‘Justified’: We Got Our Own Way Of Living
‘The Spoil’ brings together many plot threads and sharply amps up the action.
Right from the beginning, “Justified” has toyed with the ideas of good guys and bad guys, of heroes and villains, of the people that the audience will cheer on or root against. Granted, Raylan has always been essentially the White Hat, and he has been the moral compass of most of the action. But even he has a temper, and a self-destructive streak that gets him into various scrapes (usually while he’s drunk). And our antagonists – Boyd Crowder, Arlo Givens, those crazy Bennetts – sometimes seem to stumble almost blindly into doing the right thing, if usually for the wrong reasons.
“The Spoil” took a group of vivid characters with divided loyalties and ambiguous motives through a series of encounters with escalating tension and violence, climaxing in that electrifying town hall scene that was more of a church revival at certain points. Carol Johnson and Black Pike Coal are indeed bringing jobs and an influx of money to a poor community, while setting up that same community to be environmentally destroyed by the insidious practice of mountaintop removal. Mags talks a good game about protecting the special hillbilly Kentucky lifestyle, but in reality, she is acting on unknown but obviously sinister motives, and she and her sons have no compunction about using violent intimidation to get their way. Boyd is going about his “duty” as a Black Pike employee, gently soliciting Harlan folks to sell their land to the coal company, and praising them for giving him a much vaunted “second chance” but his heart and mind are more focused on ferreting out what the Bennetts are up to. And Raylan is ready and willing to protect Carol from her unhinged sniper stalker, but still can’t help opening his “coal miner loving mouth” and cooling pointing out the hypocrisy of Black Pike’s actual working conditions. It all makes for a volatile mix of conflicting agendas, which may come to a bit of a head next week at the “whoop-dee-do”. Make sure to wear something pretty.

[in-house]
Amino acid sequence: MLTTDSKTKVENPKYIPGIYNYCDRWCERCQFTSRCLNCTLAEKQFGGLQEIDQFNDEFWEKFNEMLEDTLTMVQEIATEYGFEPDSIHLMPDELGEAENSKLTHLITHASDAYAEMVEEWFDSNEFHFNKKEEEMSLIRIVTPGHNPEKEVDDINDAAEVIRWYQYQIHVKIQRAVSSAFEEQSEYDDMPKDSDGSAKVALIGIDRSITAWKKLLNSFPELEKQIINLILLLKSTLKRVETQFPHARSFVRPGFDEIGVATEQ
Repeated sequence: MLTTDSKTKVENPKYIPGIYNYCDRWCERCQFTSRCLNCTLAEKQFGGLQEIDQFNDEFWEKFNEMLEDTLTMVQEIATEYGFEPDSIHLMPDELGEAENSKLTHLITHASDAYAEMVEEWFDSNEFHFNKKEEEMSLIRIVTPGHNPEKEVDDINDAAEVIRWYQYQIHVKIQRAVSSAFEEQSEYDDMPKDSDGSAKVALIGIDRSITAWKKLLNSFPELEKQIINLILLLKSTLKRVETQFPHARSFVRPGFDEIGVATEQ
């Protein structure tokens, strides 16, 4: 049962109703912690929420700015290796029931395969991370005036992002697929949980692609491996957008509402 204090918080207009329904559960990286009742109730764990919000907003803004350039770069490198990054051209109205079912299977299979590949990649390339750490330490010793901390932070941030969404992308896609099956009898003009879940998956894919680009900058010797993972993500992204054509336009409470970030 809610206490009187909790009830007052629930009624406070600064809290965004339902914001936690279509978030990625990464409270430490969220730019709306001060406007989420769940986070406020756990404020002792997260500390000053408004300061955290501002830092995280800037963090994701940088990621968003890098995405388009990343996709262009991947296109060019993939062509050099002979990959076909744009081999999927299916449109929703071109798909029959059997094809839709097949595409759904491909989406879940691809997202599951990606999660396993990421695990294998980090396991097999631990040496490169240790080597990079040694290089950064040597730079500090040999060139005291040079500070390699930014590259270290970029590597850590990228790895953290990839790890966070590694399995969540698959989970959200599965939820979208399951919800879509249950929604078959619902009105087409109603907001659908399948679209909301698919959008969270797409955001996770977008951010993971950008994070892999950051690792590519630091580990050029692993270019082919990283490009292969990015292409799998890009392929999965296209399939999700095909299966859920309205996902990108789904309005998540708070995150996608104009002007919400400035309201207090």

- Essential viewing to explain the background of all this chat about coal companies and their “gun thugs”: Barbara Kopple’s classic “Harlan County USA”
- This is a really gorgeous looking show, particularly the lighting in the opening batting cage scene.
- OK, so Art knows. Winona doesn’t seem too bothered, but it was touching to see Raylan feel so guilty.
- “The only thing we’re on the same side of is, like, this car.”
- “It’s not easy being a strong woman. Take it from me.”
- Coover keeps skating up to the edge of “Lenny and the rabbits” territory.
- “It’s nice to see the work you’ve done on your boys’ self-esteem has paid off.”
- I know that backwoods Kentucky medical care twenty-five years ago wasn’t the greatest, but would a grown man still have such a pronounced limp?
- Somehow Rebecca Creskoff makes Carol’s straightforwardness bold and sexy rather than totally off-putting. (“My heart’s still pounding. Wanna feel?”) And please note Raylan’s response to her point-blank invitation to bed: “Yes……I appreciate the offer, but…” Hmmm.
- That was a damn exciting shoot-out at the Givens house.
- “I lied.”